2. In Luke 5:1-2, Jesus is clearly captivating the attention of a large crowd while He is teaching, and is doing this in the vicinity of Simon, Andrew, John, and James.  Yet, we read that they all, “were washing their nets,” (Luke 5:2).  Their choosing to fish instead of listening to Jesus’ preaching is all the more peculiar when considering how eagerly they permit Jesus to use their boats (see Luke 5:3), and obey His words, even when they seemed outrageous (see Luke 5:4-5).  Such activity makes the most sense if these men had already developed a certain familiarity with Jesus (to the point where they felt comfortable fishing while He was speaking, and He felt comfortable casually asking to use their boat), as well as respect and awe of Him (to the point that they willingly obey His words), yet not to the point where they gave up their trade to follow Him.  All of these circumstances point to the truthfulness of John’s record of Jesus’ first calling of the disciples, as well as the truthfulness of the other three gospels in recording Jesus’ second–more committed–calling of the disciples.
  3. In light of the disciples making such radical decisions to completely and instantly follow Jesus (cf. Matt. 19:27), as is recorded in Matthew, Mark, and Luke’s accounts of Jesus’ calling, it is very plausible to assume that they were formerly familiar with Jesus.  This is seen when comparing their accounts with John’s gospel.  Furthermore, Matthew and Mark’s account of them following Jesus instantly after He speaks to them could additionally indicate that the miracle of the catching of fish as recorded in Luke’s account (that took place shortly before this) served as an impetus, along with the Holy Spirit, for their making such a bold and seemingly rash decision (cf. Luke 14:25-33).
  4. Matt. 4:21 and Mark 1:19 say that James and John were, “mending their nets.”  The Greek word for “mending,” is katartizontas, and literally reads that they were, “restoring their net to a former condition,” (see D.A. Carson’s Commentary on Matthew). This implies that a significant event took place that required them to toil at restoring their net to the condition it was before the event occurred.  Matthew and Mark do not record such an event, but Luke records the event of their supernatural catch of fish (5:6), showing a harmony among the three accounts.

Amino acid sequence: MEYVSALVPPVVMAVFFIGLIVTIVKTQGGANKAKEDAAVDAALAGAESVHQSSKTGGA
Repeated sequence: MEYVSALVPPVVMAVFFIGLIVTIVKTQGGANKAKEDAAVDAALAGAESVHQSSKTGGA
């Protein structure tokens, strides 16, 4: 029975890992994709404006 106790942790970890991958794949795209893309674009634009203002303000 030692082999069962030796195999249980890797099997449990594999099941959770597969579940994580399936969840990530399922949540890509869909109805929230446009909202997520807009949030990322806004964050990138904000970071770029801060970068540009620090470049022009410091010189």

Communion

Some relevant Scripture passages: Exodus 12; Matt. 26:17-29; Mark 14:14-25; Luke 22:7-38; John 6:27-63; Acts 2:42,46; 20:7; 1 Cor. 10:16-22; 11:17-34; Rev. 19:9 (compare with Matt. 22:1-14)


1. What is the meaning/purpose of Communion?

Communion is the N.T. version of the O.T. Passover meal (Matt. 26:17,26-27).

Passover served as a reminder of the Lamb’s sacrifice and Israel’s deliverance from Egypt (Ex. 12:24-27), whereas communion serves as a reminder of Jesus’ sacrifice (1 Cor. 11:24-26), and the church’s deliverance from sins (Matt. 26:28).  Both ordinances were not to be received individually, but as a family gathered together (Ex. 12:3-4; 1 Cor. 10:17), hence the word “communion”.  Furthermore, both ordinances unified the participants.  In the Passover, the household(s) were unified under the blood of 1 Lamb, and by sharing the same lamb in their meal. In Communion, the One (Jesus) was broken, so that many (believers) can become one (church).  The church is symbolically and physically unified by sharing communion, just as we are actually and spiritually unified by receiving Christ.  Therefore, God condemns the receiving of communion when there is divisive hearts and factions in the body, urging us to “discern the body rightly” before we participate (see 1 Cor. 11:17-22,27-34)…this extends to even maintaining hearts of unity toward professing believers who betray you (Mark 14:18; Rom. 12:18), all on the grounds of Christ’s finished work – the ONLY true source of unity!